Warren Buffett famously said, 'Volatility is far from synonymous with risk.' So it seems the smart money knows that debt - which is usually involved in bankruptcies - is a very important factor, when you assess how risky a company is. We can see that Tu Yi Holding Company Limited (HKG:1701) does use debt in its business. But should shareholders be worried about its use of debt?
When Is Debt Dangerous?
Generally speaking, debt only becomes a real problem when a company can't easily pay it off, either by raising capital or with its own cash flow. Part and parcel of capitalism is the process of 'creative destruction' where failed businesses are mercilessly liquidated by their bankers. However, a more frequent (but still costly) occurrence is where a company must issue shares at bargain-basement prices, permanently diluting shareholders, just to shore up its balance sheet. By replacing dilution, though, debt can be an extremely good tool for businesses that need capital to invest in growth at high rates of return. When we examine debt levels, we first consider both cash and debt levels, together.
How Much Debt Does Tu Yi Holding Carry?
As you can see below, at the end of June 2019, Tu Yi Holding had CN¥104.3m of debt, up from CN¥70.3m a year ago. Click the image for more detail. However, because it has a cash reserve of CN¥50.9m, its net debt is less, at about CN¥53.4m.
How Healthy Is Tu Yi Holding's Balance Sheet?
We can see from the most recent balance sheet that Tu Yi Holding had liabilities of CN¥102.7m falling due within a year, and liabilities of CN¥68.1m due beyond that. On the other hand, it had cash of CN¥50.9m and CN¥38.0m worth of receivables due within a year. So its liabilities outweigh the sum of its cash and (near-term) receivables by CN¥82.0m.
While this might seem like a lot, it is not so bad since Tu Yi Holding has a market capitalization of CN¥309.4m, and so it could probably strengthen its balance sheet by raising capital if it needed to. But we definitely want to keep our eyes open to indications that its debt is bringing too much risk.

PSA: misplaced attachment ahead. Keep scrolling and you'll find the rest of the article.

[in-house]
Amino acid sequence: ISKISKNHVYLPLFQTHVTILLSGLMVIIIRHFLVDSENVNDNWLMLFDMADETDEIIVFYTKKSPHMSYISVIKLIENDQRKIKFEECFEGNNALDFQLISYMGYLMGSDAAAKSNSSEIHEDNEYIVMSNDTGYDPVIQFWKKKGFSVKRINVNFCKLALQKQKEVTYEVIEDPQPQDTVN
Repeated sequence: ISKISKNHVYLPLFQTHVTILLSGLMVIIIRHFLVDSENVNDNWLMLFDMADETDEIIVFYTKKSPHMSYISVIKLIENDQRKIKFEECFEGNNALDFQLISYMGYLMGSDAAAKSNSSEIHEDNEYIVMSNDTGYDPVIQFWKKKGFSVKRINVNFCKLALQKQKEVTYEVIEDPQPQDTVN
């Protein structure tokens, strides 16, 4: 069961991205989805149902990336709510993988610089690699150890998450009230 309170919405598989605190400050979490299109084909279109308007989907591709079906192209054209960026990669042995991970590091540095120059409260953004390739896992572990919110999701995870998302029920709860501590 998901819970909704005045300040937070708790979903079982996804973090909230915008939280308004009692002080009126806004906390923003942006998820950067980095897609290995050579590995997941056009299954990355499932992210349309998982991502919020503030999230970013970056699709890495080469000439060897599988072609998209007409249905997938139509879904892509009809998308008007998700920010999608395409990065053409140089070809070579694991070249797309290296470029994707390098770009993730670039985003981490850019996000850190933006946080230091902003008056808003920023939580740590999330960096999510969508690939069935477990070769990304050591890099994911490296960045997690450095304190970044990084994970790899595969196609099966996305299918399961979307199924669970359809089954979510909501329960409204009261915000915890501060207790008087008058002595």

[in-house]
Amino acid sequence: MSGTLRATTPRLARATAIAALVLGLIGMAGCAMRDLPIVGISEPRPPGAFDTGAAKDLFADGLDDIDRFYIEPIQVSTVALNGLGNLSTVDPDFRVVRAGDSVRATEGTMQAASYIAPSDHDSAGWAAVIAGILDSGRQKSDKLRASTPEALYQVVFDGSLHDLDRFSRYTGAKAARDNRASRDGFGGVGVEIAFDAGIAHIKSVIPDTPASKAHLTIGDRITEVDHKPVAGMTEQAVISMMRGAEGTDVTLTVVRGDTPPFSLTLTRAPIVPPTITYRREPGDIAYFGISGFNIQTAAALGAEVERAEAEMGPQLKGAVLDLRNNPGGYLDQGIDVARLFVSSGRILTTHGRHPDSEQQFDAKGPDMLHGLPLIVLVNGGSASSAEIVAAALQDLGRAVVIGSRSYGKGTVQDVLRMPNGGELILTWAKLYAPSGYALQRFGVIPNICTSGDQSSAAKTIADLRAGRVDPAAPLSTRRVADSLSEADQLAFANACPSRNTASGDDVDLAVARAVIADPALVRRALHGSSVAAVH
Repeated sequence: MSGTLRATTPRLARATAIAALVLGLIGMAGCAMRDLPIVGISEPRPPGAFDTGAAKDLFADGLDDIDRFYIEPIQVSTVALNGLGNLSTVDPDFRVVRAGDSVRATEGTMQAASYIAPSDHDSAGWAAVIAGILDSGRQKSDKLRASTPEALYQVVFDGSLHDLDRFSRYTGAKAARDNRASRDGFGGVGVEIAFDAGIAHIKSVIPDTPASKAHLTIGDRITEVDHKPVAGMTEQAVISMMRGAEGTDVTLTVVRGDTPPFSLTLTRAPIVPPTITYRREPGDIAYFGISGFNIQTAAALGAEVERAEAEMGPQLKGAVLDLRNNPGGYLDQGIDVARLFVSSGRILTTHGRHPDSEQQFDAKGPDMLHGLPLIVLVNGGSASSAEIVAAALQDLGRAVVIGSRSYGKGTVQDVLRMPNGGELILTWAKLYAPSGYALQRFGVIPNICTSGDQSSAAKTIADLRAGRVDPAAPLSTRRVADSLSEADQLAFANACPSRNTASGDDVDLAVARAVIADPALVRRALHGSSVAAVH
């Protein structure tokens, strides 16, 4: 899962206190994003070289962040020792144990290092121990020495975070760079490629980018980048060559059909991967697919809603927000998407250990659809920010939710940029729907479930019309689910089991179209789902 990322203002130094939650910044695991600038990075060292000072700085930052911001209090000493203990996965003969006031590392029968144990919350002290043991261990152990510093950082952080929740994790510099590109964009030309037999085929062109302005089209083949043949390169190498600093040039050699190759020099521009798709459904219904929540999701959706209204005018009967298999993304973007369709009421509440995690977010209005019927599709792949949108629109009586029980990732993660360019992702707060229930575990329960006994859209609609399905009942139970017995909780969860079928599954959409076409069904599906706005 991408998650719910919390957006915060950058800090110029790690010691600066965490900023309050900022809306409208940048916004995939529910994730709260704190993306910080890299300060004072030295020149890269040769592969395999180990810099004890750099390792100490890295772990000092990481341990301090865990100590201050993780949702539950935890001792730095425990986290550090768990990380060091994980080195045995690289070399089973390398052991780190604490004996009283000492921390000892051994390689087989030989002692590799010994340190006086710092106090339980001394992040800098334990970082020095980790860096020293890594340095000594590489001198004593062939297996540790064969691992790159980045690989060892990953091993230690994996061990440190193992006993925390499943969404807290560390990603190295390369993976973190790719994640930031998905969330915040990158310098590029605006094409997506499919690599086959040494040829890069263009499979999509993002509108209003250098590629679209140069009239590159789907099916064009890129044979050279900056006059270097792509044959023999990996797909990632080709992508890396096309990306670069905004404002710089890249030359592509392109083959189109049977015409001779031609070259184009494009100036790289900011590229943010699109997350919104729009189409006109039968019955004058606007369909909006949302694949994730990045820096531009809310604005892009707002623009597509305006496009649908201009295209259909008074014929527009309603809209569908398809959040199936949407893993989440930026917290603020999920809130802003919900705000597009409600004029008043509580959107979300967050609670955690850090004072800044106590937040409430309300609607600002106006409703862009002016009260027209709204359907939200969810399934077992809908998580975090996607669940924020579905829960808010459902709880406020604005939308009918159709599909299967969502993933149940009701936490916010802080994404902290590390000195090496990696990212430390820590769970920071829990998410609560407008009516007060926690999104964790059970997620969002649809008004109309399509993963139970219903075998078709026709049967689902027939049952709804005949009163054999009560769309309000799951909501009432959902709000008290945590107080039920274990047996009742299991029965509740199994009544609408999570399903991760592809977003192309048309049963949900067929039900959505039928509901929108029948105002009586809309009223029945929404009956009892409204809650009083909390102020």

In order to size up a company's debt relative to its earnings, we calculate its net debt divided by its earnings before interest, tax, depreciation, and amortization (EBITDA) and its earnings before interest and tax (EBIT) divided by its interest expense (its interest cover). This way, we consider both the absolute quantum of the debt, as well as the interest rates paid on it.
Tu Yi Holding has a low net debt to EBITDA ratio of only 0.94. And its EBIT covers its interest expense a whopping 16.2 times over. So we're pretty relaxed about its super-conservative use of debt. In addition to that, we're happy to report that Tu Yi Holding has boosted its EBIT by 82%, thus reducing the spectre of future debt repayments. The balance sheet is clearly the area to focus on when you are analysing debt. But it is Tu Yi Holding's earnings that will influence how the balance sheet holds up in the future. So if you're keen to discover more about its earnings, it might be worth checking out this graph of its long term earnings trend.
But our final consideration is also important, because a company cannot pay debt with paper profits; it needs cold hard cash. So we clearly need to look at whether that EBIT is leading to corresponding free cash flow. During the last three years, Tu Yi Holding burned a lot of cash. While investors are no doubt expecting a reversal of that situation in due course, it clearly does mean its use of debt is more risky.
Tu Yi Holding's conversion of EBIT to free cash flow was a real negative on this analysis, although the other factors we considered were considerably better There's no doubt that its ability to cover its interest expense with its EBIT is pretty flash. Considering this range of data points, we think Tu Yi Holding is in a good position to manage its debt levels. Having said that, the load is sufficiently heavy that we would recommend any shareholders keep a close eye on it. Over time, share prices tend to follow earnings per share, so if you're interested in Tu Yi Holding, you may well want to click here to check an interactive graph of its earnings per share history.
If you're interested in investing in businesses that can grow profits without the burden of debt, then check out this free list of growing businesses that have net cash on the balance sheet.
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If you spot an error that warrants correction, please contact the editor at firstname.lastname@example.org. This article by Simply Wall St is general in nature. It does not constitute a recommendation to buy or sell any stock, and does not take account of your objectives, or your financial situation. Simply Wall St has no position in the stocks mentioned. Thank you for reading.